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Friday, 5 October 2012

Challenges of Not-for-Profit Sector Organisations - An Overview



In my PhD research on change management in the not-for-profit sector, I have identified a range of unique challenges faced by this sector. Organisations within this sector face ongoing sustainability problems which are directly linked to full or partial government funding which places them at risk of being responsive to ongoing political bias and the associated challenges of managing the ongoing conflict between issues of mission, and practicalities of operational and organisational sustainability, especially within religious based not-for-profits.

The ability to attract, maintain, and develop human resources, places ongoing strains and stresses on the constancy of programme and service delivery for not-for-profits. This issue specifically threatens those not-for-profits operating in the broader human service sectors of disability, mental health, and aged care. Additionally, the use and application of hybrid performance measurement criteria for those not-for-profits operating commercial and quasi commercial activities, in competition with for-profit organisations, test their management capabilities at both executive and board levels.

The demanding business environment that many in this sector have faced over extended periods of time, has jeopardised ongoing program funding, and placed heavy demands on service delivery, threatening the continuity of segments of their operations. This has been further compounded by a unique reliance on a diverse volunteer pool which challenges many in managerial and leadership functions within this sector, and places significant strain on their organisation’s abilities to achieve strategic and operational goals, within given timeframes.

In this context, the need to understand and deal with large, varied, and dispersed external and internal stakeholder groups, continues to strain not-for-profit human, financial, and capital resources, placing even further management constraints on these organisations, and potentially focusing attention away from their predominant service, and program delivery objectives. Moreover, these organisations tend to have complex revenue generation models, which reflect the varied sources of funds that need to be managed within a complex and often multi-skilled environment, where their ability to attract the full gamut of skills is already under sharp focus.

In amongst these NFP organisational issues is the multi-dimensional focus of not-for-profit management, which must have more than a unilateral view on purely bottom-line and associated shareholder value outcomes.

Many of these challenges are global characteristics of not-for-profit organisations, for example, regarding issues of revenue generation models in the United States, performance management difficulties in New Zealand, the United Kingdom & Europe, leadership and management ideological challenges in Scandinavian countries, and governance related challenges, especially within not-for-profit hospitals in the United States.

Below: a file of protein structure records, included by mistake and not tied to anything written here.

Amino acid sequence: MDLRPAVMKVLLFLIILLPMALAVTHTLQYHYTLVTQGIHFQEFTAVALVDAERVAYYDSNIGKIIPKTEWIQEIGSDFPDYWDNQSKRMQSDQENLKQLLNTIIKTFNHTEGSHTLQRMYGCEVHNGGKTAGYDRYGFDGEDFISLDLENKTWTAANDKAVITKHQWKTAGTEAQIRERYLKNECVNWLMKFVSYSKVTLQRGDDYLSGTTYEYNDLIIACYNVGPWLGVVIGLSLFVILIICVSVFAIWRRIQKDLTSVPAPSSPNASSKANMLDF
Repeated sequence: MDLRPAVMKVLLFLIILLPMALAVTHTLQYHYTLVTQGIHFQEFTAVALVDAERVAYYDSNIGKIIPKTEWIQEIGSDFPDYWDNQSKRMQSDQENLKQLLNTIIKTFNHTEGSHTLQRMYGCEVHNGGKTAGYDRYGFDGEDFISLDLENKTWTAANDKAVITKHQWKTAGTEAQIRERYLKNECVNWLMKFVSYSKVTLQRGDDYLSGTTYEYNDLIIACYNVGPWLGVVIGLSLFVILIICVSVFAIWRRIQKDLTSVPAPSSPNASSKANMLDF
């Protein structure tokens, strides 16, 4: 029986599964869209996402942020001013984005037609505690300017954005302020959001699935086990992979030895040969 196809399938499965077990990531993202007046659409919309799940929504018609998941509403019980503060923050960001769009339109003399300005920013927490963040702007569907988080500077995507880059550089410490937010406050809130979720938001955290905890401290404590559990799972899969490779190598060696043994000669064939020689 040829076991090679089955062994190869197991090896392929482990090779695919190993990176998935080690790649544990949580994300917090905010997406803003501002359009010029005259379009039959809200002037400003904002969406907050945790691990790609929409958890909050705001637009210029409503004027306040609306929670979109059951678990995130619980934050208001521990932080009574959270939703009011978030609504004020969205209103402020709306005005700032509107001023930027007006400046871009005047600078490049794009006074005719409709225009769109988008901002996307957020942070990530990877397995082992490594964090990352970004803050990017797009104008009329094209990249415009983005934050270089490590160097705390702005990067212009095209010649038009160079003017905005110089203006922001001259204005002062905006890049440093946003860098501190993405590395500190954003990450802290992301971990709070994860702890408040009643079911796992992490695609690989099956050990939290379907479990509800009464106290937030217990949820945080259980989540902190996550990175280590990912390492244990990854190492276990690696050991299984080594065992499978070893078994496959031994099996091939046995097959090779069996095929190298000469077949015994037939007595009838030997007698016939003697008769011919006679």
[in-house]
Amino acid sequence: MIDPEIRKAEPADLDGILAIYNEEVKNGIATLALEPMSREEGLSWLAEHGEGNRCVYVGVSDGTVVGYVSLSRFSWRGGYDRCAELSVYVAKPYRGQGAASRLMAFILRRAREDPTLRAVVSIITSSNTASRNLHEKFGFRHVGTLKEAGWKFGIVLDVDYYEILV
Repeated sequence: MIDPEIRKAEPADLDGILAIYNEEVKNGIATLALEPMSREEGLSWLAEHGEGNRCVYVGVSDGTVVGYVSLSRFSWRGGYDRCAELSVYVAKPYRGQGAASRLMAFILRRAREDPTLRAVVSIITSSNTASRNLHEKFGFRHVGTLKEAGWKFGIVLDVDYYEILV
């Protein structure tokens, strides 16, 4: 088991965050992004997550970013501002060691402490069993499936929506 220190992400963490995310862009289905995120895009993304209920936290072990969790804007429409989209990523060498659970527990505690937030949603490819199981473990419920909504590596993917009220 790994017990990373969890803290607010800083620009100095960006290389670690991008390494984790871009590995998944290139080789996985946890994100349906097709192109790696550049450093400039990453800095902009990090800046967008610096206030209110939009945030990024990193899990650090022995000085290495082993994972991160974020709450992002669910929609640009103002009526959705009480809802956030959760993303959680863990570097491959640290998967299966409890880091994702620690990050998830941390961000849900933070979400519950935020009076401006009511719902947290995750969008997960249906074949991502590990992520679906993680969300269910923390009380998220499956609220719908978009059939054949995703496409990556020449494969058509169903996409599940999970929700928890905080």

Associated with this broad range of challenges are the cultural attributes of those working within this sector. Those committed to working in this sector may do so because of a perceived connection with a broader societal good and the lack of private gain or profit at the organisational levels and their own perceptions of being human change-agents that become integral in changing the lives of those that rely on their services. Integral in this view is recognition of the pivotal role that such human service type organisations are now playing in society as part of an integrated four-pillar institutional service provision network encompassing government, not-for-profits, business and family networks. The above framework sets the cultural context within which the not-for-profit sector operates and provides insight into the challenges that lay ahead during processes of transformational change.

With a wealth of practical and research based experience, OPTIMUM NFP has developed a range of core capabilities in the servicing of Not-for-Profit sector organisations. These include:


  • Change management where Action Learning is applied as a change method working across the organisation, and where organisational readiness for change is assessed at key points in the change program; 
  • Strategic Risk Management where bespoke Risk Management Frameworks are developed around unique organisational characteristics
  • Governance assessments where the effectiveness and efficiency of NFP boards are independently assessed, recommendations identified, and training developed to strengthen board functioning.


These core capabilities have been applied to such NFP organisations as The AIDS Council of NSW, Ausdance NSW, Australian Catholic University, The Australian Centre for Posttraumatic Mental Health, The Australian Diabetes Educators Association, Catholic Community Services, Centacare Broken Bay, Cure Cancer Australia Foundation, Eastern Respite & Recreation, Family Resource & Network Services Inc., Flintwood Disability Services, Koorana Child & Family Centre Inc., Meat & Livestock Australia, and Nepean Area Disabilities Organisation Inc.

Contact David Rosenbaum of OPTIMUM NFP to further discuss how OPTIMUM NFP can add value to your Not-for-Profit organisation.

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